Yesterday was kind of a big day for Android. The long-running and extremely popular custom ROM family CyanogenMod has been incorporated into a company which plans to further the software into a bona fide platform. CyanogenMod founder Steve Kondik and extremely vocal CM team member Koushik Dutta (CTO and VP of Engineering for the new Cyanogen Inc, respectively) did what you're supposed to do whenever cool stuff happens: head to Reddit for an "Ask Me Anything" session. Read More
Here at Android Police, we love us some Reddit apps, almost as much as we love the gaming cat meme cakes our Libertarian Atheist girlfriends make us from locally-farmed flour. We featured Reddit Now way back in January, and since then the developer has made some noteworthy changes as the app has updated to version 2.0. The app has been slavishly dedicated to Holo standards since its launch, but the new version includes a Google Now-style card interface, not to mention a reworked look on tablets. Read More
Reddit isn't going to check itself, so you're going to want a good app to get it done. BaconReader gained an immediate following when it was released a few years back, and that continued after it was acquired by OneLouder Apps. This popular client has just been updated to version 3.0, and there are improvements aplenty.
The headlining point is the new tablet UI with dual columns and better comment threading. Read More
When we talk about Google Glass, we have a lot to be hopeful for and a lot to be worried about. Some of those worries might be a little less than rational. Like the fear that you'll potentially be monitored all the time, which is totally different from how it is now. So, for all the Glass skeptics out there, allow me to do you a favor and replace some less rational fears with some that are more reasonable: if Google Glass becomes popular, everyone is going to start looking at cat pictures on their glasses, no one will watch where they're going, and society will collectively walk into poles, open sewer holes, and each other. Read More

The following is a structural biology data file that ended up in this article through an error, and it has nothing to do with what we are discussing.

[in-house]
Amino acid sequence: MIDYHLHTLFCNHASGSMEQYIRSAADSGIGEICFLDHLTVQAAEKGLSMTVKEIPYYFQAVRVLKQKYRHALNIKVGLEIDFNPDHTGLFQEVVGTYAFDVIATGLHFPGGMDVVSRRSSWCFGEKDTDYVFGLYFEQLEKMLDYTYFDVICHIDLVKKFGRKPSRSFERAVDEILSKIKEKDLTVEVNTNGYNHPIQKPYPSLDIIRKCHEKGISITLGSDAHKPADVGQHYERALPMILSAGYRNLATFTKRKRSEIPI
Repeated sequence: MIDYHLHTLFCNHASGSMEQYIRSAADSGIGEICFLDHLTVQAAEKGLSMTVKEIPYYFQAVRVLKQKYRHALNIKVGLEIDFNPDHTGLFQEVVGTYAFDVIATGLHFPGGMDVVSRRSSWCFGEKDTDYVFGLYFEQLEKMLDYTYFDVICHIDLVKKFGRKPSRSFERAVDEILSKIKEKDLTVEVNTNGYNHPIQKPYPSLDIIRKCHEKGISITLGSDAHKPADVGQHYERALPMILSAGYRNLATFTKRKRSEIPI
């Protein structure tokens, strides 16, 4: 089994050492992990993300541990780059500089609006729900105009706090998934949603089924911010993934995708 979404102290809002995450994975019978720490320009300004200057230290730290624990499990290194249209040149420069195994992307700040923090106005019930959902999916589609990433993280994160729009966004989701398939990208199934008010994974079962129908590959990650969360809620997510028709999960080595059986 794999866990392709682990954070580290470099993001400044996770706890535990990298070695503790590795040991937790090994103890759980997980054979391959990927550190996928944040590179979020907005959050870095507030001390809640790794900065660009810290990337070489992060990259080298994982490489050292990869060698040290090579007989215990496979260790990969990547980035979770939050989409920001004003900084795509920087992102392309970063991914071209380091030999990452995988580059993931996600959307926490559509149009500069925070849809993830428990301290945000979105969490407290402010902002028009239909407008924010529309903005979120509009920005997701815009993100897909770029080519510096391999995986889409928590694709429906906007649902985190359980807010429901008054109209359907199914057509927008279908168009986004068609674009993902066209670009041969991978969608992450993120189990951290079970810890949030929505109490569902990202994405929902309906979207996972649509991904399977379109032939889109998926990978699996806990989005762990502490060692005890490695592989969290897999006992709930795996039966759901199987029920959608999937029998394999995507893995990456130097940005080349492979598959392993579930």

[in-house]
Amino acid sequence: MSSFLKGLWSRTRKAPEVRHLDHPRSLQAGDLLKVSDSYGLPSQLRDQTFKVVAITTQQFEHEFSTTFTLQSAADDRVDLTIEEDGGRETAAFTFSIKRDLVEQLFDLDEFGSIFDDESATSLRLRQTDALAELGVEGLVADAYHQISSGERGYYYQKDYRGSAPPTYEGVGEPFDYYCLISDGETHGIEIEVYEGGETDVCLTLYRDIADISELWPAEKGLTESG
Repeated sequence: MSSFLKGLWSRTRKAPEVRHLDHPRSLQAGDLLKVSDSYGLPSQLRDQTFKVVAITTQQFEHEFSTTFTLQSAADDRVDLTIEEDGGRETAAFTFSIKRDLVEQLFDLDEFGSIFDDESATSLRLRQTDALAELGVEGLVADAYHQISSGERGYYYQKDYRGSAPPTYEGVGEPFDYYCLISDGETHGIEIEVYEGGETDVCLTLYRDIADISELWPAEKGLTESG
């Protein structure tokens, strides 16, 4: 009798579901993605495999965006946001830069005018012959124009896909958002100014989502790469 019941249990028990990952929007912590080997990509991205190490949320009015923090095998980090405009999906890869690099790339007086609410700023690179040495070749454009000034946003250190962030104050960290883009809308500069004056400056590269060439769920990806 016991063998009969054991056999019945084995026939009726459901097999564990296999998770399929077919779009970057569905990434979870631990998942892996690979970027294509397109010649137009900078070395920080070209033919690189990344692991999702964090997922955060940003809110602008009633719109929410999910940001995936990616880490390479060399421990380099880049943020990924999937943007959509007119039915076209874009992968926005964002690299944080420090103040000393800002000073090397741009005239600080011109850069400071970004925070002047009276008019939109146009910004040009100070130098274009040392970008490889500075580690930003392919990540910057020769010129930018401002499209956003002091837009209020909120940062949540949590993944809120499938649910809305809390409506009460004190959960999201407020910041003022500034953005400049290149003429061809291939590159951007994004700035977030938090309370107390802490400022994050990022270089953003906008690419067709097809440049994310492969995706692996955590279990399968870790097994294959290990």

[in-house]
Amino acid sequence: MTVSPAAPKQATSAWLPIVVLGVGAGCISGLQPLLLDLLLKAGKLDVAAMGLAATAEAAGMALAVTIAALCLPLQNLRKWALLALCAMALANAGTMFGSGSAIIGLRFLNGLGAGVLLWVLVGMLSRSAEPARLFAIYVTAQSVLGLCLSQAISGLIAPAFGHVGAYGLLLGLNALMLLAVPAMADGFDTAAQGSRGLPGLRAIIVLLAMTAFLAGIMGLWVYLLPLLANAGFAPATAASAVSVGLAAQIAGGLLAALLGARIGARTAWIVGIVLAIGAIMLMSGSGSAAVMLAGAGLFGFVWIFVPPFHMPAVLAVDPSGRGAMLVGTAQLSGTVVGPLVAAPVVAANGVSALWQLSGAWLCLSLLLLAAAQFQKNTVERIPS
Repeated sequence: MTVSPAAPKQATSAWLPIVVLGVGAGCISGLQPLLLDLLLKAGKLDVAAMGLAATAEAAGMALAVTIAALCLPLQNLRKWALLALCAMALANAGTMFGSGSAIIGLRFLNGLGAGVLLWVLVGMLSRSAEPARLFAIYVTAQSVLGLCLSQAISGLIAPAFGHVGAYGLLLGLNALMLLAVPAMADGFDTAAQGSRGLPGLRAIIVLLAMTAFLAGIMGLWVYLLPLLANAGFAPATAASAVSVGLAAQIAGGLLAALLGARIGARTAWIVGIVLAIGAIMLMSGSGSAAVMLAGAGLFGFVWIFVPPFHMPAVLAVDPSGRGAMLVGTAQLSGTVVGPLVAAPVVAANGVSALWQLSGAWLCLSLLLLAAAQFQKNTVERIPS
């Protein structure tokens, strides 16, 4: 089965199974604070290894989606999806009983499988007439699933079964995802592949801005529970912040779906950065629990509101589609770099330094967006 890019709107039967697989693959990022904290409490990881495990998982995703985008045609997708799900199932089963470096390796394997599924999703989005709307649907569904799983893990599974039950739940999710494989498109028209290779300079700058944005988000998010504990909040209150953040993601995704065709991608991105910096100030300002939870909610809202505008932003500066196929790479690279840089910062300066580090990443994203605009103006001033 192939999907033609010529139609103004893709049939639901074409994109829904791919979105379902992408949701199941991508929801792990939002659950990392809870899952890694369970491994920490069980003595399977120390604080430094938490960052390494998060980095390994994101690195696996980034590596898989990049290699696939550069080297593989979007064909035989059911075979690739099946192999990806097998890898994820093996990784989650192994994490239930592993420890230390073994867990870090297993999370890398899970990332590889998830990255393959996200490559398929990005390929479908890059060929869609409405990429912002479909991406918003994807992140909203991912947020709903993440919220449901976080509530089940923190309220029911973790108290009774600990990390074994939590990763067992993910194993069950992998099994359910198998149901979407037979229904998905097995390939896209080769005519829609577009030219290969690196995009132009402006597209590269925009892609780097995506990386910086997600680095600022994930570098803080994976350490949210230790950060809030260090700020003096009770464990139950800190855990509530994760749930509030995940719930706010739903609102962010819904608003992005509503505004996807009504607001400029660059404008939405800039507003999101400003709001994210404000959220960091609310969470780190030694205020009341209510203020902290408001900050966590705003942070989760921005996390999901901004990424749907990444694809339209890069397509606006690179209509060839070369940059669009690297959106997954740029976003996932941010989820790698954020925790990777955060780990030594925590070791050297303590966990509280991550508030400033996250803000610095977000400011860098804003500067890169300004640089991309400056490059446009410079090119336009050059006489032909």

There are a lot of Reddit users in the Android Police audience, and more than a few on the editorial team, so we like to highlight a quality Reddit browser when it comes along. And Reddit News certainly fits the bill: it's been one of the most consistently solid options for Android smartphones (and just lately, tablets) for some time. The latest update adds the oh-so-nice feature of sliding panels in the Holo interface, as well as support for multiple Reddit accounts at the same time. Read More
Man, Google. You just can't stop screwing with Christmas, can you? First you cancel December, and now this? In a very real and totally serious bug report over on Google Code, one user is reporting a serious flaw in Android: If you use the Emoji keyboard to enter a Santa face, he looks decidedly unhappy. Emotionless at best. But, as everyone knows, "Santa should be jolly."
Okay, yes, so Google did fix that Calendar problem, and even went out of its way to build a special Santa Tracker, after Norad hired that other search engine. Read More
BaconReader, one of the most popular Reddit-browsing clients available for Android, has just received a major update to version 2.1. Among other things, the update brings a new "Welcome Guide" for new users, access to subreddit sidebars, subscription functionality, support for spoiler alerts, a dark theme for the app's "large" widget, and a few minor fixes.
Of course the real story in this update is the app's UI overhaul. BaconReader has finally crossed over to a new design, which ostensibly follows the highly-exalted Android Design Guidelines. Read More
Whenever you hear someone talking about Facebook's mobile app, the most common complaint is always how slow it is. Even your news feed can take what feels like an age to load, and that's before you've started navigating through your events and photos of friends.
The reason for this is that the Facebook app uses HTML5, so it doesn't perform as well as other apps which are written natively for a particular platform. Read More
OUYA, for those who may have forgotten, is the much-talked-about, Android-powered gaming console that recently hit Kickstarter, surpassing $1 Million in backing in under 24 hours (currently near $6M at time of writing with 7 days to go) and promising a dazzling sub-$100 game console and awesome gaming experience.
Hot on the heels of news that the console will pack OnLive support and feature games like Final Fantasy III as launch titles, OUYA's founder, Julie Uhrman has announced that she'll be hosting a Reddit AMA session today, August 1st, and will begin answering questions at 10:00am PST (1:00pm EST). Read More